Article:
So if they couldn’t afford to meet NATO standards before how will they do it now? PESCO is a competitor to NATO and we cannot have both. The UK needs to pay lip service to European security in public but quietly disentangle itself from EU machinations and avoid being sucked in to their defence. Hard lessons need learning … After all it wasn’t the UK that wound up the Russian Bear over Ukraine was it? No that was the EU playing global politics …

    • Either EU alliance will thrive or NATO will thrive. There is no room for both.

      One alliance is already dysfunctional enough. How will 2 work?

    • Totally agree Chris (defence not politics :-)). For instance at 1.22% of GDP defence budget but running a surplus of 1.2%, Germany is a distinct laggard, yet leads the EU-27 in many ways. What they should do is immediately reverse the spares budget cut and accelerate it, to be in a sound position by 2020, and up to 1.6% at least of GDP, with a total commitment to the 2% by the target date of 2024. I’m actually genuinely shocked at this:

      “This year eight allies should hit the mark, and by 2024 there should be 15.”

      No, it shouldn’t be 15, it should be all 28, excepting perhaps just 1 or 2 that can plead special circumstances.

      But, if PESCO can work to share resources and maximise defence spend, specially for smaller members, perhaps it will give more incentive. You can only hope.

  1. Blimey. So the EU has 47% of NATOs population but only spends 20% of its defence budget.
    Says it all really about the EU, not exactly trustworthy reliable tough allies we have there.
    I think probably the only decent fighting force in the EU are the Dutch marines and the Polish Army.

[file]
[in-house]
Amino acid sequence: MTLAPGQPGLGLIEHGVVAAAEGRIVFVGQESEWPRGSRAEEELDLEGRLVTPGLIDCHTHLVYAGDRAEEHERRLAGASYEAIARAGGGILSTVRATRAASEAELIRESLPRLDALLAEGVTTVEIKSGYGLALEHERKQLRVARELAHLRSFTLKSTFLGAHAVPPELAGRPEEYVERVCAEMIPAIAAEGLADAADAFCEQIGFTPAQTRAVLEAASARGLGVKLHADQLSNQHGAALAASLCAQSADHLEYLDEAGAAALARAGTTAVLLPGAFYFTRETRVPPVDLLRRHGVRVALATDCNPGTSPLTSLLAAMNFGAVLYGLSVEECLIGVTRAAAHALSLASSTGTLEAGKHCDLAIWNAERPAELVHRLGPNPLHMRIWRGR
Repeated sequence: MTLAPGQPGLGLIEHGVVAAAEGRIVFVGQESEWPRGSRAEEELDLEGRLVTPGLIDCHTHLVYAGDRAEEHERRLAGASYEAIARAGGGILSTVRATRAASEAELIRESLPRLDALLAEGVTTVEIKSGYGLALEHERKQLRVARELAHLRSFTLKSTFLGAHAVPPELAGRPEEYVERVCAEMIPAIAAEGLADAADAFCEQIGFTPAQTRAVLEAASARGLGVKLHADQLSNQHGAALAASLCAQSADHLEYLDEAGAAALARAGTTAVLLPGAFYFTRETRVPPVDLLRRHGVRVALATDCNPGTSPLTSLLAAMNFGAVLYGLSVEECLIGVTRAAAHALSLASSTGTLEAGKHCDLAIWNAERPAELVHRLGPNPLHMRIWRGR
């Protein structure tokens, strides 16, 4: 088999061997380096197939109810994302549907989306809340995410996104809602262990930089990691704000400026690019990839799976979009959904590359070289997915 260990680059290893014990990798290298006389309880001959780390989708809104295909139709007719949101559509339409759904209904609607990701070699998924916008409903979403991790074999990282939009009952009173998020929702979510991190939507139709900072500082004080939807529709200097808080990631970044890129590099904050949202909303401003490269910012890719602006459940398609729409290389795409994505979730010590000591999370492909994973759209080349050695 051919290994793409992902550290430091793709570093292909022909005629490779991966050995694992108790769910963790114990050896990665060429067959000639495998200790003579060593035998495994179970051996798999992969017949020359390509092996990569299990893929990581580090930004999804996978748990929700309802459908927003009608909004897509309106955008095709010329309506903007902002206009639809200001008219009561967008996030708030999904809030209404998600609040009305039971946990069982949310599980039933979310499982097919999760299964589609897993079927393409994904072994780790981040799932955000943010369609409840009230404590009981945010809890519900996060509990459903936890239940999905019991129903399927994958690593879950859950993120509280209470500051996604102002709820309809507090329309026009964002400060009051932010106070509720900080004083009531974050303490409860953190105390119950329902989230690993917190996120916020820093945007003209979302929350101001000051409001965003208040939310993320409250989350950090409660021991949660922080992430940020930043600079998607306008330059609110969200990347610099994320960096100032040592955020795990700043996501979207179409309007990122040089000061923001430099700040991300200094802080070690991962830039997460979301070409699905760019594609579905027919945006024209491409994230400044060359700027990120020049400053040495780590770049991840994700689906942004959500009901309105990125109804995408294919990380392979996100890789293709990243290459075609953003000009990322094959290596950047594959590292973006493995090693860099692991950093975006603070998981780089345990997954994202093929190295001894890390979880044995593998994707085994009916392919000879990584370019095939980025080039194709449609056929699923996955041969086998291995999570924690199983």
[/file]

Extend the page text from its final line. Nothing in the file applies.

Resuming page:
2. Defence spending is like an insurance policy, no one what’s to buy more cover than you actually need but on the other hand you don’t want a cheap policy then find when you need to make a claim your not adequately covered.

    Defence spending can be a force for good, not only for your own direct defence but in also assisting poorer nations with mentoring training and supply of surplus equipment to ensure they can maintain there own defence and internal security to prevent the rise of terrorist groups who may threaten our interests.

    My own view is that defence spending in times of peace should be 3% of GDP, this would enable us to have a robust defence policy and assist others.

    This would be funded by DFID, cuts to welfare spending and elimination of tax evasion/avoidance.

  3. I reckon post Brexit we might get a free trade deal with China. Russia should have been offered free trade and NATO membership years ago. That would of de-escalated tensions and made them an ally rather than a potential foe.
    Would Putin have got into power and remained there as long if we had tried to develop the peace at the end of the cold war?